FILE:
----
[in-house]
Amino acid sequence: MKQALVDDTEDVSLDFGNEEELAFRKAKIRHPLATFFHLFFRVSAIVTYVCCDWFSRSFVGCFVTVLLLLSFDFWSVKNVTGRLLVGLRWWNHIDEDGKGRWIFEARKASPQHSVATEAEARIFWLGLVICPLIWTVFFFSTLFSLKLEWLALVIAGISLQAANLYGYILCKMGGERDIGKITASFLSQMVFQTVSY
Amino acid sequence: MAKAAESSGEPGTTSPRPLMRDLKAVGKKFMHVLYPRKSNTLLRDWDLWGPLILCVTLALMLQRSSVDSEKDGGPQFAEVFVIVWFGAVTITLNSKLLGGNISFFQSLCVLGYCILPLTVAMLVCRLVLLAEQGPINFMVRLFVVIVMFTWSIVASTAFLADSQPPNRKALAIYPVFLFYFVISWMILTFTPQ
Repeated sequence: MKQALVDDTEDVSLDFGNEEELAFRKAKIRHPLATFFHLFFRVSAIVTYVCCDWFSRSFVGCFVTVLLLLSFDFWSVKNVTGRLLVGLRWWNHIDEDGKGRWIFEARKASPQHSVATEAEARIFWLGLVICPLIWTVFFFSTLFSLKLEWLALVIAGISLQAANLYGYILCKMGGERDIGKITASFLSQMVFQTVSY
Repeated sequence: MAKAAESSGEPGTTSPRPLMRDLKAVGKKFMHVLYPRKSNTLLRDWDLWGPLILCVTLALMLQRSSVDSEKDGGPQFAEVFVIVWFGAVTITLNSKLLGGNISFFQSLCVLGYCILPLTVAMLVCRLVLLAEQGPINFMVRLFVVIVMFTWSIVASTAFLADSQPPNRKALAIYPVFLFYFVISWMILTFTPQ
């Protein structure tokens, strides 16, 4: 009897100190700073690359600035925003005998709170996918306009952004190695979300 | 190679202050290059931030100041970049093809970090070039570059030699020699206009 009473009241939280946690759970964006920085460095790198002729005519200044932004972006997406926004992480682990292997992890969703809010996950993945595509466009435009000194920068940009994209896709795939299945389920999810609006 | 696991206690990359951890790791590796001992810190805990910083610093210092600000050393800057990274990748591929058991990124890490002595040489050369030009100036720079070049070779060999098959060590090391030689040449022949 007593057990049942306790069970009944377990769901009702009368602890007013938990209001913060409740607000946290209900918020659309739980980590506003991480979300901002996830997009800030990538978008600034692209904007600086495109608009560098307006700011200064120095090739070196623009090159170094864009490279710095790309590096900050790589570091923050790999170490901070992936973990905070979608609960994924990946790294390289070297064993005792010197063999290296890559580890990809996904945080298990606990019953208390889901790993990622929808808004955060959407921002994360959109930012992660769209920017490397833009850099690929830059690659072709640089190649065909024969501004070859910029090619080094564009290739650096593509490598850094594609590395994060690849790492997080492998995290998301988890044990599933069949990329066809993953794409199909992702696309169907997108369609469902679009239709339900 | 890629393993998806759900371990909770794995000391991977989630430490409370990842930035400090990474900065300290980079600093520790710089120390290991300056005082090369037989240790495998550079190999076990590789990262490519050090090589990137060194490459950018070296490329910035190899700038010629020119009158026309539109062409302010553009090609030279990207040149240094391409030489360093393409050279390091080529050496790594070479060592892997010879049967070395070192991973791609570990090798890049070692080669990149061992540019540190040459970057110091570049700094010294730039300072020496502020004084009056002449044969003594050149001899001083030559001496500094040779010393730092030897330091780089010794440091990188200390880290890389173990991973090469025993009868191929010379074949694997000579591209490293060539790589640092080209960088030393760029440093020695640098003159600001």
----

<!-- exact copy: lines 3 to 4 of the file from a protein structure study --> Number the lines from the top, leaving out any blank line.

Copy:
Amino acid sequence: MAKAAESSGEPGTTSPRPLMRDLKAVGKKFMHVLYPRKSNTLLRDWDLWGPLILCVTLALMLQRSSVDSEKDGGPQFAEVFVIVWFGAVTITLNSKLLGGNISFFQSLCVLGYCILPLTVAMLVCRLVLLAEQGPINFMVRLFVVIVMFTWSIVASTAFLADSQPPNRKALAIYPVFLFYFVISWMILTFTPQ
Repeated sequence: MKQALVDDTEDVSLDFGNEEELAFRKAKIRHPLATFFHLFFRVSAIVTYVCCDWFSRSFVGCFVTVLLLLSFDFWSVKNVTGRLLVGLRWWNHIDEDGKGRWIFEARKASPQHSVATEAEARIFWLGLVICPLIWTVFFFSTLFSLKLEWLALVIAGISLQAANLYGYILCKMGGERDIGKITASFLSQMVFQTVSY